All after three starts, sensational outings and even a bad accident that involved five stewards, hit in full by the McLaren of Martin Brundle, one of which is taken to the hospital with a fractured right leg and a month of prognosis. A race also animated by a beautiful duel of yesteryear between Jean Alesi and Nigel Mansell, with the Ferrari driver able to withstand the attacks of the Englishman to conquer a well-deserved third place. Thrilling battle on the slippery asphalt turned into a skating rink, which confirmed the acrobatic qualities of the French driver and the ability to always do high-level shows of the moustachioed racer of Williams, as generous and reckless as when he was a rookie. The fact of the day, however, is about leadership. When everything seemed to turn in favour of Michael Schumacher, so much so that the conquest of the title by the German seemed just a formality, the determination of Damon Hill came out. With his sixth win of the season, the Williams driver reduced the standings from 5 to 1 point. This means that Michael Schumacher in Australia, to win the title, will have to get ahead of the opponent or give him at most a single margin length, so as to close in a draw and win for more first places during the season. As for Damon Hill, to win the World Championship he will be forced to earn at least 2 more points than the German. All possible solutions in a street circuit such as Adelaide, where many unforeseen events have already happened in the past. If at Jerez the success of Michael Schumacher had been propitiated by a perfect tactic implemented by the driver and Benetton, this time it happened exactly the opposite. The best strategy was that of Williams-Renault and Damon Hill, without making the slightest flaw despite the pressure on him, he knew how to take advantage. Basically the London driver, son of Graham Hill - twice World Champion - has redeemed other opaque tests that had made him think up to now a mediocre driver, found himself struggling at the top for the disappearance of teammate Ayrton Senna and for the competitiveness of his car. On the track that had seen some of the most beautiful and opposed victories of Ayrton Senna, where the Brazilian driver was commemorated with a touching ceremony, present his sister Viviana Lelli, Damon Hill dedicates his triumph to the family of the unforgettable champion.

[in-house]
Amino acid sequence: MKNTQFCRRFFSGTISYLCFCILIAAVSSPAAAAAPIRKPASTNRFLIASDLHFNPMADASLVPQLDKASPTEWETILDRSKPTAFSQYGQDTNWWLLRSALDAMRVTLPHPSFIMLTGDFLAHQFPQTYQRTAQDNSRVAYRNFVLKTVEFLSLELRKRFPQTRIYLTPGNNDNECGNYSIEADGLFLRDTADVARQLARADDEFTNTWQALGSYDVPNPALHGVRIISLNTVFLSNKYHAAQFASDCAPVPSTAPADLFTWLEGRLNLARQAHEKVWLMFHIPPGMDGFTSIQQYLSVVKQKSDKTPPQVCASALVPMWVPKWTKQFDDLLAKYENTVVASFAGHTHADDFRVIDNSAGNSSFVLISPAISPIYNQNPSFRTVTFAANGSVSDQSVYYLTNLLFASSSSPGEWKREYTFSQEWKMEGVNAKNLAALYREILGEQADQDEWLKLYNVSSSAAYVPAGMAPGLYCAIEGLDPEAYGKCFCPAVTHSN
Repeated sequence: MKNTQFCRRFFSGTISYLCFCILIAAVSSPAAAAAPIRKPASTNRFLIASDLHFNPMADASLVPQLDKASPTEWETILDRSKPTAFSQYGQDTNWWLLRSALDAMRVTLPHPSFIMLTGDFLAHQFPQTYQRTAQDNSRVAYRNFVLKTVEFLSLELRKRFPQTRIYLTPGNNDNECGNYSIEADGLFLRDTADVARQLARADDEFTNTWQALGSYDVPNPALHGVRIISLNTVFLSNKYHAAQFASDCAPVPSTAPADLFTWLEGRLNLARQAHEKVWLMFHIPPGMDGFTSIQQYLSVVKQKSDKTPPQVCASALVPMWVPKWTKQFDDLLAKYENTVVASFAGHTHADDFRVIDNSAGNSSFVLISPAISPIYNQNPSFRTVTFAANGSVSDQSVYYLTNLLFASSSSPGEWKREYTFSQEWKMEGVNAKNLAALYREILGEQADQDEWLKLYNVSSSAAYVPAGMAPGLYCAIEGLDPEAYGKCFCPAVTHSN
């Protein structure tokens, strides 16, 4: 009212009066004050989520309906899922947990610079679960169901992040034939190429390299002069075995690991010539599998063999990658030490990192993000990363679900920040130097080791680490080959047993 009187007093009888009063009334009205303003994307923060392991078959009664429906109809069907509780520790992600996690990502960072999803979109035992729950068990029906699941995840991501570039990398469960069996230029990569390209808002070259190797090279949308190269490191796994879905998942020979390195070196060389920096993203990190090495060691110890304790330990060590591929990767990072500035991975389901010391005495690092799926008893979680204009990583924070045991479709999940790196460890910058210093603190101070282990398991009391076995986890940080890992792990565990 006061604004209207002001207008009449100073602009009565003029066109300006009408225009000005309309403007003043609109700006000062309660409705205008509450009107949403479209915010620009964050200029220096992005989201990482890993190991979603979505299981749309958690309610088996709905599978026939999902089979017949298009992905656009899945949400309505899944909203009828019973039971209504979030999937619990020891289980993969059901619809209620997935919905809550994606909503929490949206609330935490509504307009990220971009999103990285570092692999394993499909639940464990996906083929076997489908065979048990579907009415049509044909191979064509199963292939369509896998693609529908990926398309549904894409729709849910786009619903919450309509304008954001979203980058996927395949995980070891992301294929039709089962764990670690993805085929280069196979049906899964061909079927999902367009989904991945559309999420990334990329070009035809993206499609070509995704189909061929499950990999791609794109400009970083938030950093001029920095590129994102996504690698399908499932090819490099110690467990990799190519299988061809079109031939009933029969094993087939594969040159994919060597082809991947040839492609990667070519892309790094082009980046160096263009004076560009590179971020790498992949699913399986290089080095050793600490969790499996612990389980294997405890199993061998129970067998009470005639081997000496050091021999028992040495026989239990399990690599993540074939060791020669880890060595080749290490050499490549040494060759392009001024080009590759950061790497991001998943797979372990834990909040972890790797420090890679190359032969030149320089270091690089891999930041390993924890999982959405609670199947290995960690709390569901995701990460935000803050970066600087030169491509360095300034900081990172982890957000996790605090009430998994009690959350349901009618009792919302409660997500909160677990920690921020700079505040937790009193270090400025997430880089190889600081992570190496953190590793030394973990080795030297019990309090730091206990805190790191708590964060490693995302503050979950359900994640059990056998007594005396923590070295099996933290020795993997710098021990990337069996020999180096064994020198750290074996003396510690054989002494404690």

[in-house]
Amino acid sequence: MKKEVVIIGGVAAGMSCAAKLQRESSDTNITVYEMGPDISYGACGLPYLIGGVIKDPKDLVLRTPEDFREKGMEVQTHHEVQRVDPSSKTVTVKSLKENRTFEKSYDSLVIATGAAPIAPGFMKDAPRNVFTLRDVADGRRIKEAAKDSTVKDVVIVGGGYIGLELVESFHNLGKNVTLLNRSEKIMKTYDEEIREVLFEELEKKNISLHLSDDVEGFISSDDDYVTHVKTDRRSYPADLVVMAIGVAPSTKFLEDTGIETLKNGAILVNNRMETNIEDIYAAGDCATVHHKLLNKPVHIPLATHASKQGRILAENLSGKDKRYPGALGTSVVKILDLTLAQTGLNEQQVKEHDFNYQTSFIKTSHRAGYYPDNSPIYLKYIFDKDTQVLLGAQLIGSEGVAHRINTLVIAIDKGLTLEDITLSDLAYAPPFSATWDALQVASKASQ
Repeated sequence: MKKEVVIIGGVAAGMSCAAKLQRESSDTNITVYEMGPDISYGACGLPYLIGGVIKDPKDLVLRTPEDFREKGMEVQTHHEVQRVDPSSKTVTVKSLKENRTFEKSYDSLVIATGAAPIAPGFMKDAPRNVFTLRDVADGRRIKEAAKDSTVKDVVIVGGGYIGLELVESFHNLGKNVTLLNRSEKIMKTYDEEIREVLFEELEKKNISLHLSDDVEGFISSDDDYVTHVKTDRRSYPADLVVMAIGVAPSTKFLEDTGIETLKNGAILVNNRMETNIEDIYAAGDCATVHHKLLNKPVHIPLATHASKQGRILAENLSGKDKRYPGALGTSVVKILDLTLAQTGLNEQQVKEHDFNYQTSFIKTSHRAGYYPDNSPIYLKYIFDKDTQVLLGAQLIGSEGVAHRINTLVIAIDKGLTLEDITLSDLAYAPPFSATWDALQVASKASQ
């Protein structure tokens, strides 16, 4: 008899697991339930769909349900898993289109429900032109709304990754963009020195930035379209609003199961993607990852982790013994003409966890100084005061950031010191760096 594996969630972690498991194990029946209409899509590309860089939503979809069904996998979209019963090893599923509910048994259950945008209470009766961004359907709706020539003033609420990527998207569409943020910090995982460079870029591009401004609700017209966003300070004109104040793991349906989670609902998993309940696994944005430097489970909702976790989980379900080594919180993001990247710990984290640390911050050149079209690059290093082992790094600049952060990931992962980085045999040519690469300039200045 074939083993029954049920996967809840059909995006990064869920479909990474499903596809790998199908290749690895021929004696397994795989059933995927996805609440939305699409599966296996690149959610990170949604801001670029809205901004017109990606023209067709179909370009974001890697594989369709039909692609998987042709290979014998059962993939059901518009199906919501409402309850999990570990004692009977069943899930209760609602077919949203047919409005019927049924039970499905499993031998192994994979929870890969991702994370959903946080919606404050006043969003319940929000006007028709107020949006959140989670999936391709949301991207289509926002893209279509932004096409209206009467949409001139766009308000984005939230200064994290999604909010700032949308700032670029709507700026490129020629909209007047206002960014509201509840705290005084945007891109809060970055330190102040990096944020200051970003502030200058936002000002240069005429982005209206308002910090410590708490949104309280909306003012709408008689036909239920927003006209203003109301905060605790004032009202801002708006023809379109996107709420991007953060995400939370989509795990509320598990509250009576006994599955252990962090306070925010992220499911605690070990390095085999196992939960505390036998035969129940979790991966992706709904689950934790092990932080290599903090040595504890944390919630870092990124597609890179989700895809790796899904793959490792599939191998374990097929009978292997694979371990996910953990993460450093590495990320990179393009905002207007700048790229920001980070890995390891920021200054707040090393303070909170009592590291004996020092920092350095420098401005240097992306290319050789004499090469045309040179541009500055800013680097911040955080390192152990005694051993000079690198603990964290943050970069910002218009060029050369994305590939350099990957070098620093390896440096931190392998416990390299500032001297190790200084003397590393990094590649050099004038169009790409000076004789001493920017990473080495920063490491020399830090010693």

"My dream came true. I honestly didn’t think I could beat Michael but I did. I think we have adopted the right tactic, even if in these conditions it was a lottery. For the moment I don’t want to think about Adelaide. This year there was no track where Schumacher and Benetton were not competitive. So it will be hard, but also for them: this result gives us confidence". 


Due to the sum of times in which the race was divided (with two starts), absurd and uncertain situations have been created, with an alternation in the lead of the two drivers until the last lap. To the point that it was necessary to wait for the two contenders to materially pass in front of the finish line to understand, chronometer in hand, which of the two had won. And they didn’t know either: 


"In four at the same time from the pits shouted something to me: I heard only a P (position, ed.), then a series of discharges. Shortly after they told me that I had won".


Michael Schumacher, author of a first penalty route (he cut to the right, right on Hill’s trajectory), dark in the face and with his eyes fixed, replies: 


"I’d be happier if the championship was over here and you know how. I’ll have one more shot at Adelaide. Unfortunately this time we were wrong, the tactic punished us". 


A thesis that is not completely shared by Flavio Briatore: 


"It was the interruptions, and the two starts that changed the game, otherwise the decision to make two stops would have been winning".